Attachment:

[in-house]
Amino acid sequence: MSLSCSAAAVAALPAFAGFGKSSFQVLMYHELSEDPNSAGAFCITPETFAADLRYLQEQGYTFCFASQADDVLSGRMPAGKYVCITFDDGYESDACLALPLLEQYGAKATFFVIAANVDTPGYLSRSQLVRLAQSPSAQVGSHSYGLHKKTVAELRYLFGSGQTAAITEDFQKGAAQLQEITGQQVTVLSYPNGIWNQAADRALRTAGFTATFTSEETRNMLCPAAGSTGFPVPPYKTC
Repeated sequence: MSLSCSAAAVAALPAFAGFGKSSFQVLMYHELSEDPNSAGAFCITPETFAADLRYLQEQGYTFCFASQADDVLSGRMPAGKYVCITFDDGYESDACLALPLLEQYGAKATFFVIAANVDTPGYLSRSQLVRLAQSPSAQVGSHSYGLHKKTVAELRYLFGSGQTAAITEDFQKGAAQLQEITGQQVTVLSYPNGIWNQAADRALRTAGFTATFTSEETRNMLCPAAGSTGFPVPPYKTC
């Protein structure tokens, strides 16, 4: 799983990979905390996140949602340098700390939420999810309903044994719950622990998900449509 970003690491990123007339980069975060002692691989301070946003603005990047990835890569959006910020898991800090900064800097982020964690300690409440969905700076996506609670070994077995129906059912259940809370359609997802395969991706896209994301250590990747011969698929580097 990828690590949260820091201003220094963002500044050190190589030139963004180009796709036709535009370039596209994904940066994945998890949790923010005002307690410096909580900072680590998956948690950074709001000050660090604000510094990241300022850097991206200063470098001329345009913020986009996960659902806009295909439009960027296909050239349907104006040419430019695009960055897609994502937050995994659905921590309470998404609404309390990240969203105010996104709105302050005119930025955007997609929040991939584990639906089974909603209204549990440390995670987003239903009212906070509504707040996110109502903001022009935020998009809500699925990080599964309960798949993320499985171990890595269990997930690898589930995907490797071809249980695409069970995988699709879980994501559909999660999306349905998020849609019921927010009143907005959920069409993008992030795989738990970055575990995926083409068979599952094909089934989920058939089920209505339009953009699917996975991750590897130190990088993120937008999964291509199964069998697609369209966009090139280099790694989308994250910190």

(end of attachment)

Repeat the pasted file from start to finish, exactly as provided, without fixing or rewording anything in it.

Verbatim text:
[in-house]
Amino acid sequence: MSLSCSAAAVAALPAFAGFGKSSFQVLMYHELSEDPNSAGAFCITPETFAADLRYLQEQGYTFCFASQADDVLSGRMPAGKYVCITFDDGYESDACLALPLLEQYGAKATFFVIAANVDTPGYLSRSQLVRLAQSPSAQVGSHSYGLHKKTVAELRYLFGSGQTAAITEDFQKGAAQLQEITGQQVTVLSYPNGIWNQAADRALRTAGFTATFTSEETRNMLCPAAGSTGFPVPPYKTC
Repeated sequence: MSLSCSAAAVAALPAFAGFGKSSFQVLMYHELSEDPNSAGAFCITPETFAADLRYLQEQGYTFCFASQADDVLSGRMPAGKYVCITFDDGYESDACLALPLLEQYGAKATFFVIAANVDTPGYLSRSQLVRLAQSPSAQVGSHSYGLHKKTVAELRYLFGSGQTAAITEDFQKGAAQLQEITGQQVTVLSYPNGIWNQAADRALRTAGFTATFTSEETRNMLCPAAGSTGFPVPPYKTC
């Protein structure tokens, strides 16, 4: 799983990979905390996140949602340098700390939420999810309903044994719950622990998900449509 970003690491990123007339980069975060002692691989301070946003603005990047990835890569959006910020898991800090900064800097982020964690300690409440969905700076996506609670070994077995129906059912259940809370359609997802395969991706896209994301250590990747011969698929580097 990828690590949260820091201003220094963002500044050190190589030139963004180009796709036709535009370039596209994904940066994945998890949790923010005002307690410096909580900072680590998956948690950074709001000050660090604000510094990241300022850097991206200063470098001329345009913020986009996960659902806009295909439009960027296909050239349907104006040419430019695009960055897609994502937050995994659905921590309470998404609404309390990240969203105010996104709105302050005119930025955007997609929040991939584990639906089974909603209204549990440390995670987003239903009212906070509504707040996110109502903001022009935020998009809500699925990080599964309960798949993320499985171990890595269990997930690898589930995907490797071809249980695409069970995988699709879980994501559909999660999306349905998020849609019921927010009143907005959920069409993008992030795989738990970055575990995926083409068979599952094909089934989920058939089920209505339009953009699917996975991750590897130190990088993120937008999964291509199964069998697609369209966009090139280099790694989308994250910190």